But the film made only $8.1 million in theaters globally, and producer Tero Kaukomaa says the 280 funders have only received about 10% of their investment back. He’s preparing their second annual financial report and says he’s “really working hard to make their money back” with products like the director’s cut DVD/Blu-ray.

“It will take some time,” he says. “I believe in the long tail with this project, and of course, it’s probably going to be dependent on how we succeed with the sequel and how it affects the first film.”

Ah, yes, the sequel. It’s a testament to fan loyalty of “Iron Sky” that, despite the disappointing B.O. and uncertain returns, the producers were still able to raise $182,557 — much more than the $150,000 goal — solely to fund the sequel’s development, breaking Indiegogo’s record for a non-North American project. The site’s two other top overseas titles are from the U.K.: the Benedict Cumberbatch-toplined short “Little Favour,” which raised £86,240 ($141,000), and the comedy feature “Ashens and the Quest for the Game Child” with a $73,690 kitty.

While Kaukomaa chose a prize-based campaign (including scripts and the Moon Trooper action figure) in part because of the complicated financial regulations involved with his earlier equity campaign, he says, “There are plans to give (the original 280 investors) the opportunity to be part of the sequel we are preparing now.”

He’s exploring a possible equity campaign for a new company, Iron Sky Universe, to develop a TV series prequel, games and other “Sky”-related projects.

In order to ensure creative control, “Stromberg” writer-producer Ralf Husmann mobilized fans of his German TV series, which ran for five seasons. In December 2011, they poured an amazing $1.3 million into a revenue-sharing campaign for the project in just a week, reminiscent of the astronomical $5.7 million poured into the Kickstarter campaign for “Veronica Mars.”

Around 3,300 people invested in Basic (€50), Bronze (€100), Silver (€250) or Gold (€500) packages with extra prize perks for bigger contributions, while Platinum (€1,000) comes with two tickets to the film’s premiere. If the film (to be released via an NFP Distribution service deal) sells 1 million tickets at the box office, the investors all break even, and earn a 50% return on each additional ticket sold. (If the film sells 2 million tickets, for example, a Basic €50 investor gets a €75 return, and if 500,000 see it, they get back €25.) The producers chose this type of campaign over an equity one, Husmann says, because there were less stringent regulations.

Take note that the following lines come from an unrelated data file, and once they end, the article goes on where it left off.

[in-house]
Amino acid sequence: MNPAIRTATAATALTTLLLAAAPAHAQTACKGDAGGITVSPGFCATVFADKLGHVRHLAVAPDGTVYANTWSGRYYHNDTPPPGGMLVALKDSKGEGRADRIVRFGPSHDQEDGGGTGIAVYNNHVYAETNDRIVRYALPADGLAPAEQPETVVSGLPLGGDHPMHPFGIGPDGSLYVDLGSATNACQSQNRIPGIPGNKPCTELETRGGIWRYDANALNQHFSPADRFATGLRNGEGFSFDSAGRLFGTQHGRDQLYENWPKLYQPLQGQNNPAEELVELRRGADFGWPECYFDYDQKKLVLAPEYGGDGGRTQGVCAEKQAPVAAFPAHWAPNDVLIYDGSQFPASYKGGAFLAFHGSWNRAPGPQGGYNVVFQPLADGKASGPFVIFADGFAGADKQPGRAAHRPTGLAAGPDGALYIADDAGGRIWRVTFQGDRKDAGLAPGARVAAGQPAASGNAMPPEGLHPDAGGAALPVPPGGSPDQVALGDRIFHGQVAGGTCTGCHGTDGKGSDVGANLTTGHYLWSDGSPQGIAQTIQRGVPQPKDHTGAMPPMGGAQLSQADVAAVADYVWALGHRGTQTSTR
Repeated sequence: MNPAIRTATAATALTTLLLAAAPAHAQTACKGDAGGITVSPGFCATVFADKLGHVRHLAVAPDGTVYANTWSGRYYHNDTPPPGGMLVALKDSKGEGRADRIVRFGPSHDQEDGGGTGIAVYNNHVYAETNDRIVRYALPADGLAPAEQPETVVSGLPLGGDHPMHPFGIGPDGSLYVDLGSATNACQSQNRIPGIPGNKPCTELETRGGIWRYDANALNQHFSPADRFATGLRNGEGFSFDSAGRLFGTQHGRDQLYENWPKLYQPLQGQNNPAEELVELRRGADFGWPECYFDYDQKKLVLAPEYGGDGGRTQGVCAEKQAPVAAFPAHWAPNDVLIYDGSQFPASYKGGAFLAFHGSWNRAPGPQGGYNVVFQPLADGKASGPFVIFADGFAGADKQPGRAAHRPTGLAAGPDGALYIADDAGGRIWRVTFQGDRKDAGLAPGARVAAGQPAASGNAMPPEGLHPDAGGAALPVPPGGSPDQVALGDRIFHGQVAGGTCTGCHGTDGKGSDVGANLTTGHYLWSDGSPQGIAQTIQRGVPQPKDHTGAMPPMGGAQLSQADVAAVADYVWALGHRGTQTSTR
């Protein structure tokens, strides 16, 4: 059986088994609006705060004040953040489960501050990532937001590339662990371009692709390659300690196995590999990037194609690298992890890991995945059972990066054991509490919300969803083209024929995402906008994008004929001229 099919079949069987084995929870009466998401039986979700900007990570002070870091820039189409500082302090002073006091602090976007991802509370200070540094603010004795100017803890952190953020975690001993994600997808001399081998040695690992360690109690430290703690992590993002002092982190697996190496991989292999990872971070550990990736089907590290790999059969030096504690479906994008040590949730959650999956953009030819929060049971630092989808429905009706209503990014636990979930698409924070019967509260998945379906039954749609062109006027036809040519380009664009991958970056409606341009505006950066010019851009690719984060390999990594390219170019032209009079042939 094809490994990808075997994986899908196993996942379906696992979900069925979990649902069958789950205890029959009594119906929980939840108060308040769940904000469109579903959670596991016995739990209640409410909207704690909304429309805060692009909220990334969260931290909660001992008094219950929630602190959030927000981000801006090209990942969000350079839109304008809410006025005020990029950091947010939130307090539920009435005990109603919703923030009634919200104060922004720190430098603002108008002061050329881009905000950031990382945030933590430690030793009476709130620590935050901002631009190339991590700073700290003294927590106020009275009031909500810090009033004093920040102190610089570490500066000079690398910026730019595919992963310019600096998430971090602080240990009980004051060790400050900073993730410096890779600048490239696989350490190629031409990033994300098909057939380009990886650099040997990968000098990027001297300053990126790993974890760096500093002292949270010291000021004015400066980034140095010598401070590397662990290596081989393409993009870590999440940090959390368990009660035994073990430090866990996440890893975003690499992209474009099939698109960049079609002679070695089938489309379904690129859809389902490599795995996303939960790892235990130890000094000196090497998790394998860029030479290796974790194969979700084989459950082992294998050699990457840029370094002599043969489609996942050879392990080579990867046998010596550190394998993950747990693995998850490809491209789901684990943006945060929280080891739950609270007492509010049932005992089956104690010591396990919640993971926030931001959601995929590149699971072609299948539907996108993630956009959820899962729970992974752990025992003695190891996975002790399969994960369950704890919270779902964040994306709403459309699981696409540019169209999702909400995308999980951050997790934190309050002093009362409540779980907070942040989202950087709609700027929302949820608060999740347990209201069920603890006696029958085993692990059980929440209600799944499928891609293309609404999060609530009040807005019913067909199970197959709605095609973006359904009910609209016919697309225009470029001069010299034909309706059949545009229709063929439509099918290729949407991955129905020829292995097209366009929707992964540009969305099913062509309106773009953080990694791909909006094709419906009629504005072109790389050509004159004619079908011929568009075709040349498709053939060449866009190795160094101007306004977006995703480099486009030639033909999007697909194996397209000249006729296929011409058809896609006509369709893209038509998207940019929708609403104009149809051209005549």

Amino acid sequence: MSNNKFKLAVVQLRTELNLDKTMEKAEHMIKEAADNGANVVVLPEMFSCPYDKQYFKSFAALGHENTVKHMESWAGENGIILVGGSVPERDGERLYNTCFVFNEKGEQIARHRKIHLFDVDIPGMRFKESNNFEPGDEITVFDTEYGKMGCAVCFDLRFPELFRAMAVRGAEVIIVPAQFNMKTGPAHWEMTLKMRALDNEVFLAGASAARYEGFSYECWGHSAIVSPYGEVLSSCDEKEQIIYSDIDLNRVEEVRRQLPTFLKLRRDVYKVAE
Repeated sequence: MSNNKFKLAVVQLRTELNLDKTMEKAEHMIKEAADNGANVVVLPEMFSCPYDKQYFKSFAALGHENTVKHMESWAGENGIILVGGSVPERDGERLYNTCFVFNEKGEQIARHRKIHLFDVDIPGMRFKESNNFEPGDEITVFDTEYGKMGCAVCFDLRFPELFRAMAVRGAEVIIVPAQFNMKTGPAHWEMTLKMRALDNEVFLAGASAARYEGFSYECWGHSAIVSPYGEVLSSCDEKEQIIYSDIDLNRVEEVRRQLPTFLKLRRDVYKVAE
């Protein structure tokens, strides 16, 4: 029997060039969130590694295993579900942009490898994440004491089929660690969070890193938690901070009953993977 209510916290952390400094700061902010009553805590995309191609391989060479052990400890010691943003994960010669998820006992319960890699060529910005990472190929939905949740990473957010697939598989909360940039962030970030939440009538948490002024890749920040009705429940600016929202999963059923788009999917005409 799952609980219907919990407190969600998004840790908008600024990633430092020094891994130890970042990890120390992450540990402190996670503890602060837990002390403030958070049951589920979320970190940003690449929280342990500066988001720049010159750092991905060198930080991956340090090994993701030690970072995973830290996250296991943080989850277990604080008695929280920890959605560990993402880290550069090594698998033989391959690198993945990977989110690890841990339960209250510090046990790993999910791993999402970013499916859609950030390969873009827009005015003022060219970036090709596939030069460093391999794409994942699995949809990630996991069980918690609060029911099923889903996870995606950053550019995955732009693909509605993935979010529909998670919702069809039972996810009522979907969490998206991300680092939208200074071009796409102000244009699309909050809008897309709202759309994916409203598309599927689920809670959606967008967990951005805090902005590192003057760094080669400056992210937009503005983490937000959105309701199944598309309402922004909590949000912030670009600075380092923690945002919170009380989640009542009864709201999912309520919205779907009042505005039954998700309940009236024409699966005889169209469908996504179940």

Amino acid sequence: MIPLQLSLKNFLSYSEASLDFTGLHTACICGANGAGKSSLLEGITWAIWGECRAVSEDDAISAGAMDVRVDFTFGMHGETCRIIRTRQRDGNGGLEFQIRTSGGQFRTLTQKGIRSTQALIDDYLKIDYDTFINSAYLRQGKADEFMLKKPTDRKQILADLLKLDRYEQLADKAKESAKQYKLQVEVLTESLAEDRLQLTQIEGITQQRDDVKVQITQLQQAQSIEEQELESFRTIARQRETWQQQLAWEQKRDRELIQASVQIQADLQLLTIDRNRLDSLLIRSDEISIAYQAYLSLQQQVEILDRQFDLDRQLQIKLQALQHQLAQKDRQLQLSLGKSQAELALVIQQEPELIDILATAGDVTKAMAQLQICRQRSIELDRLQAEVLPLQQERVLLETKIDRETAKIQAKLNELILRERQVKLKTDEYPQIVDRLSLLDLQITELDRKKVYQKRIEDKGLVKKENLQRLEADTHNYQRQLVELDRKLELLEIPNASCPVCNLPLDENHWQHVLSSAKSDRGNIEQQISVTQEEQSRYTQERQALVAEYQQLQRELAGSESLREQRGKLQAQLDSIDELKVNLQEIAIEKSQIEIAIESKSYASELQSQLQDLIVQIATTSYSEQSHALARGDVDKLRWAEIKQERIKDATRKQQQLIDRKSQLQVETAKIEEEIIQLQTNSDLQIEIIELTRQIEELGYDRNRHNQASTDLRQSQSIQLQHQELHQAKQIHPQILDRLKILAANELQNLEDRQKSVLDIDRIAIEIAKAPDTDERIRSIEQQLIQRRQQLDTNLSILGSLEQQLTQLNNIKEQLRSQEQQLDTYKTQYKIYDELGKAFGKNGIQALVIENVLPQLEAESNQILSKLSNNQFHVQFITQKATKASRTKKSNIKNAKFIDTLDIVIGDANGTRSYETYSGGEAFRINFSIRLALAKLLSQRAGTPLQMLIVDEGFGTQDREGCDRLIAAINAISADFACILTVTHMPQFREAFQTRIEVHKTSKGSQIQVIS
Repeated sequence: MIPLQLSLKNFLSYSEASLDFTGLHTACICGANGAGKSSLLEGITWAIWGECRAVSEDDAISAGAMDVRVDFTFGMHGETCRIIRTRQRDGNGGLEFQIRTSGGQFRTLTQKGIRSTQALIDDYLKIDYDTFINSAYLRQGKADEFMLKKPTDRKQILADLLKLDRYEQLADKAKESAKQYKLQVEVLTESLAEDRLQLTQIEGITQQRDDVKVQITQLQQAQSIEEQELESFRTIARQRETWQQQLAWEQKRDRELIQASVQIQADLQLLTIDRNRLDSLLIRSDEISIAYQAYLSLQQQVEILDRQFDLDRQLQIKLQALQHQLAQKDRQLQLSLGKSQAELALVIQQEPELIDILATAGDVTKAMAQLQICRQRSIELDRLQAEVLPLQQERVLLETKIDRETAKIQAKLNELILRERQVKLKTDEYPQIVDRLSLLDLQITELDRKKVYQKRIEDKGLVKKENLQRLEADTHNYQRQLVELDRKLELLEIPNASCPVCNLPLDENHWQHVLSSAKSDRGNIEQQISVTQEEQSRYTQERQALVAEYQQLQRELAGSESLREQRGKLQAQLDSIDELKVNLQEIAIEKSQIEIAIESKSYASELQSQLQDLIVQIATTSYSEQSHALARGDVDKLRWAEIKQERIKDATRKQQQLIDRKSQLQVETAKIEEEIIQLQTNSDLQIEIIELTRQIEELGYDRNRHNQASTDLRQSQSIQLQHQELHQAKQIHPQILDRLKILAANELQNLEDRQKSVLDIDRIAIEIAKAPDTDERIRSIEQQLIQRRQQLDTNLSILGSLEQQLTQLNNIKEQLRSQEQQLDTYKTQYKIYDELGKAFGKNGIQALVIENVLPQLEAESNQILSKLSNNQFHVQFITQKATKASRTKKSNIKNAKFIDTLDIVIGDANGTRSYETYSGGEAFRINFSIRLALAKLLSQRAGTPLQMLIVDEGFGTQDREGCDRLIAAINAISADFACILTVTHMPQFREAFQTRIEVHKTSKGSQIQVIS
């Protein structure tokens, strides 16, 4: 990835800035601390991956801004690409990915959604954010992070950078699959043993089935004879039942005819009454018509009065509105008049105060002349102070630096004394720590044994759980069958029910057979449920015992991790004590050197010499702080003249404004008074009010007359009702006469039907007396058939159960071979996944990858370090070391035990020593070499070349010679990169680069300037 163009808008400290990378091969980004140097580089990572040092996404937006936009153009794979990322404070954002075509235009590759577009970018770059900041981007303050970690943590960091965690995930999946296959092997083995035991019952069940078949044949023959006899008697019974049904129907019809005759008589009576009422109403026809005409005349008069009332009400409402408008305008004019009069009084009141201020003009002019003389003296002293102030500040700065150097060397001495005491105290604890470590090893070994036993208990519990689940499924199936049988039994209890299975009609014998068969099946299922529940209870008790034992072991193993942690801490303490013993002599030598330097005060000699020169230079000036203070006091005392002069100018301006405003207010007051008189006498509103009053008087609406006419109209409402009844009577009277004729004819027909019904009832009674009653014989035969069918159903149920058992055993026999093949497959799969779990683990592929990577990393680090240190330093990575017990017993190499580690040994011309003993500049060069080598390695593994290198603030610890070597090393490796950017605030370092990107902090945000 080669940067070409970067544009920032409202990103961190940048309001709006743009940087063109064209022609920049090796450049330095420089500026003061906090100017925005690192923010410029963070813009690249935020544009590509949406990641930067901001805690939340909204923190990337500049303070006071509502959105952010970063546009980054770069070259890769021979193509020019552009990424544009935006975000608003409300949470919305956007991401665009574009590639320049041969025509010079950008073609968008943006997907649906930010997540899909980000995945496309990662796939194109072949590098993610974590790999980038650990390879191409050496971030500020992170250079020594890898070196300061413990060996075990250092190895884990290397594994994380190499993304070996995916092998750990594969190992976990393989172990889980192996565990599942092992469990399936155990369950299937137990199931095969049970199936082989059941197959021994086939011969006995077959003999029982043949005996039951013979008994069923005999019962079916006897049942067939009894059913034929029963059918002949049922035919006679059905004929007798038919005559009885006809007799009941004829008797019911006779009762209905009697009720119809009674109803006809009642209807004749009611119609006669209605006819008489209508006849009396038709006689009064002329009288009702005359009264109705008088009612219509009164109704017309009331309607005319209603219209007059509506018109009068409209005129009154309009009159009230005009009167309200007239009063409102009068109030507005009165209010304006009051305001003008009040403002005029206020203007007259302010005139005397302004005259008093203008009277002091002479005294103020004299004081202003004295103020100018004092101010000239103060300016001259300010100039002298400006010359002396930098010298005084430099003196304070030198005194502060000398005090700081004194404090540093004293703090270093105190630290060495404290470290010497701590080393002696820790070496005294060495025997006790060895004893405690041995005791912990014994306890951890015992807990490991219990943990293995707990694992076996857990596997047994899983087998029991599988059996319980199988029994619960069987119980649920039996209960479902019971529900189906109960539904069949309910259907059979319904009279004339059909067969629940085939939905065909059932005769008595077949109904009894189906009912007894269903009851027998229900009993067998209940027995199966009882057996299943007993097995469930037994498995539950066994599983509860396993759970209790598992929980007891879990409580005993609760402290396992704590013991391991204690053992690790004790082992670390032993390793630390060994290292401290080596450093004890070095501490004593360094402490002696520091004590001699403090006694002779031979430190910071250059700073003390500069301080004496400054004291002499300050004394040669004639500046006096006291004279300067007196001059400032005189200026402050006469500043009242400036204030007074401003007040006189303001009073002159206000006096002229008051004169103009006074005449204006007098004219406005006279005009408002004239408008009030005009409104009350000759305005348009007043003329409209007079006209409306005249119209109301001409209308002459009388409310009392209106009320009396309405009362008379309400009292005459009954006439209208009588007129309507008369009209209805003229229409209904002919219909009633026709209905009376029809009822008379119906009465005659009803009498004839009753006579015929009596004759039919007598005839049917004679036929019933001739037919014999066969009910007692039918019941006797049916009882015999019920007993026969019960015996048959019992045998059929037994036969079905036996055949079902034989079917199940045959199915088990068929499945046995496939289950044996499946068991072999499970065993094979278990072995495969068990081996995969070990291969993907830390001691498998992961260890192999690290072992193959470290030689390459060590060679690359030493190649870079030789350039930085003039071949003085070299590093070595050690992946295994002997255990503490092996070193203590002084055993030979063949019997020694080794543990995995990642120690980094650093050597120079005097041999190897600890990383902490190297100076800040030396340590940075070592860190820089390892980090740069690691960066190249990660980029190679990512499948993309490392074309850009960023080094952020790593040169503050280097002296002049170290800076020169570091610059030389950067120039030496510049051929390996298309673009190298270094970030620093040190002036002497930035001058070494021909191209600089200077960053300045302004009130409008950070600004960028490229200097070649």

Brainpool, the film’s producer, set up its website with a financing platform from France-based music crowdfunding outfit My Major Company (MMC), which is doing its first film campaign.

Ticket sales can be tracked online, and Husmann says funders will get their returns beginning a week after a million ticket sales are reached.

Given the legal complexities of crowdfunding in Europe, you have to use an existing platform with an establish infrastructure, he explains, to cover any legal and other financing issues.

Companies are also cropping up to cater to the new gold rush: One the “Sky” producers may work with is Northern Europe-based outfit Invesdor, which does crowdfunding of startup companies.

To avoid potential headaches, some overseas producers are using existing platforms in new ways to support specific aspects of their projects. Indiegogo international head Liz Wald cites the Aussie feature “Me and My Mates vs. the Zombie Apocalypse,” which raised $41,439 on a $30,000 campaign just for “practical effects, zombie makeup, stunts and blood.”

There are clearly many reasons for filmmakers and producers to be enthusiastic about crowdfunding. But with regulations still in flux and varying widely throughout Europe, ECN head Gajda says, they should proceed with caution as the arena evolves.